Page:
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Slam Dunk Your Data Strategy: What College Basketball Can Teach You About Leading Data Initiatives

As this year’s NCAA basketball tournament draws to an end, I am reminded of parallels between building a successful sports team and organizing an efficient business team to run functions like data initiatives.

Upon receiving the 2008 NCAA Coach of the Year Award, The University of Kansas’ men’s basketball coach, Bill Self, remarked: “These things are nice, but I’m never hung up on them. They can’t happen unless you have good players. I care a lot more about winning a championship as a group than any individual award.” Melding 12 teammates into a cohesive championship team is akin to turning individual employees into a successful company that is greater than the sum of its parts. The same parallel applies to deriving value from data. In the era of the digital enterprise, where big data rules, establishing a holistic data practice is paramount to achieving championship-like success. So, what can companies learn from team sports strategies that can be applied to making sense of, and eliciting value from, data?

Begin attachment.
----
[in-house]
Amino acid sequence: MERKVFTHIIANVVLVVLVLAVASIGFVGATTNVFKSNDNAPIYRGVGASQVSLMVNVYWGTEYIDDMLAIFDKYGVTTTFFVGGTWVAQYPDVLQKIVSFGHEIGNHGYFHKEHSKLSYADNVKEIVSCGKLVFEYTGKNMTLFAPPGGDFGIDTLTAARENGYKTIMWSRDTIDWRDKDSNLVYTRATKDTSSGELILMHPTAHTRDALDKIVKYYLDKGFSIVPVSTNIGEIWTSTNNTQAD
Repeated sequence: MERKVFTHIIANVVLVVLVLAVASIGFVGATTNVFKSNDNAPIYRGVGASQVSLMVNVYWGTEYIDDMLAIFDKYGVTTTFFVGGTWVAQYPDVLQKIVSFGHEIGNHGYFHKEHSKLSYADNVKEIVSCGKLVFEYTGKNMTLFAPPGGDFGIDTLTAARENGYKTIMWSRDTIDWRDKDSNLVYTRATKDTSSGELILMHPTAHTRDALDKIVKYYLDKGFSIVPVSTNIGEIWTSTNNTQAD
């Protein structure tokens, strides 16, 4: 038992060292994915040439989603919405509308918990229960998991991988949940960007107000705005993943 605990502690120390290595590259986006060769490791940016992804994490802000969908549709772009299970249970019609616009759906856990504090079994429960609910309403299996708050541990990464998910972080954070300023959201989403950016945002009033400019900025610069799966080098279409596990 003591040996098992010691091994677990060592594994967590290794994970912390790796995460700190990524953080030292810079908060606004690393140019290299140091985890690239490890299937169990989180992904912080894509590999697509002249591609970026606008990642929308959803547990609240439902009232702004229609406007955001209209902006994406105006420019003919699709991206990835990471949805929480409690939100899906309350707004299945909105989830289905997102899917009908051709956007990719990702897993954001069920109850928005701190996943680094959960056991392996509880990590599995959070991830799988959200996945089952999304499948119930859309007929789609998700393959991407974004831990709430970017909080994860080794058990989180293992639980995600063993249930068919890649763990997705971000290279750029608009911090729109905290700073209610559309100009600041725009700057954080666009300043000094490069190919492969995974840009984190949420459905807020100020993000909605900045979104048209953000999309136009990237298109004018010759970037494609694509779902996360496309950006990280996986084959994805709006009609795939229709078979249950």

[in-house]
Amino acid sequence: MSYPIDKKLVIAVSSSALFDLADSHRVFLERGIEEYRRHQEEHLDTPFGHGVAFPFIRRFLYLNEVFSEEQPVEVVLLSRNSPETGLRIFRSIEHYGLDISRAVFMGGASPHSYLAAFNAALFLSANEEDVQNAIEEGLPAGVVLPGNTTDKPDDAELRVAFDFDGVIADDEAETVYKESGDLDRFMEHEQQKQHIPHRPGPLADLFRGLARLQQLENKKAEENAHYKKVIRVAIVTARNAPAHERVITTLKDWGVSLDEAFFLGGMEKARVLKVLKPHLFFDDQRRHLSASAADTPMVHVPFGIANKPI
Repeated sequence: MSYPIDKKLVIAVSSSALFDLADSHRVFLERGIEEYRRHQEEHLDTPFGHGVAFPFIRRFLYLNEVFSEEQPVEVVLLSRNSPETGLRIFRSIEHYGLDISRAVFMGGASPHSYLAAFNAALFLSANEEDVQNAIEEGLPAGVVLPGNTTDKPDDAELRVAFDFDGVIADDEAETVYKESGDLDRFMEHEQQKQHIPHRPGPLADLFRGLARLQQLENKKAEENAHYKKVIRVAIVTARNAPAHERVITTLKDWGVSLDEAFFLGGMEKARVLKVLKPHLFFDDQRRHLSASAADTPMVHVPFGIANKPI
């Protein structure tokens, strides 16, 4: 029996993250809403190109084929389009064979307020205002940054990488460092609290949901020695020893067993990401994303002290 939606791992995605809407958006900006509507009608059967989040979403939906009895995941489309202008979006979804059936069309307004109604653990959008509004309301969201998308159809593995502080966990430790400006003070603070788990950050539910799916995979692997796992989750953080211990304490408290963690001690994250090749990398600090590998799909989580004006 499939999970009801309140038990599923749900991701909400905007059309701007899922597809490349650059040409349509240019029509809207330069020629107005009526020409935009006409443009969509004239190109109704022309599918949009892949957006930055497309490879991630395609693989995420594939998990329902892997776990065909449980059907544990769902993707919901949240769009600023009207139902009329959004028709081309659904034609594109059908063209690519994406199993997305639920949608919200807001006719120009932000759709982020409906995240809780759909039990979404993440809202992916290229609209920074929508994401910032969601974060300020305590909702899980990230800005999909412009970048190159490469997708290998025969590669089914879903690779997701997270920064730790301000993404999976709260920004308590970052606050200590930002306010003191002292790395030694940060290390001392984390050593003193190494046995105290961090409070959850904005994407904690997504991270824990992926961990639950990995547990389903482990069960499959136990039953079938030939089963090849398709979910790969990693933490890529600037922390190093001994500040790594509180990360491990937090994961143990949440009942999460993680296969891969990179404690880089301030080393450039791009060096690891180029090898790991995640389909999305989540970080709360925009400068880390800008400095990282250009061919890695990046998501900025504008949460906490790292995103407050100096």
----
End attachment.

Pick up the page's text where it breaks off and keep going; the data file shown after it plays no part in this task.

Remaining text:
A robust, holistic data practice establishes an intelligent management strategy for data initiatives, puts the most suitable people in place to lead those initiatives and implements tools built to derive the most value from data.

See the Entire Court

Simply fielding five good basketball players doesn’t automatically mean the team will end the year with hardware. A coach must step back, analyze his players’ strengths and weaknesses and put those players in the best positions to succeed.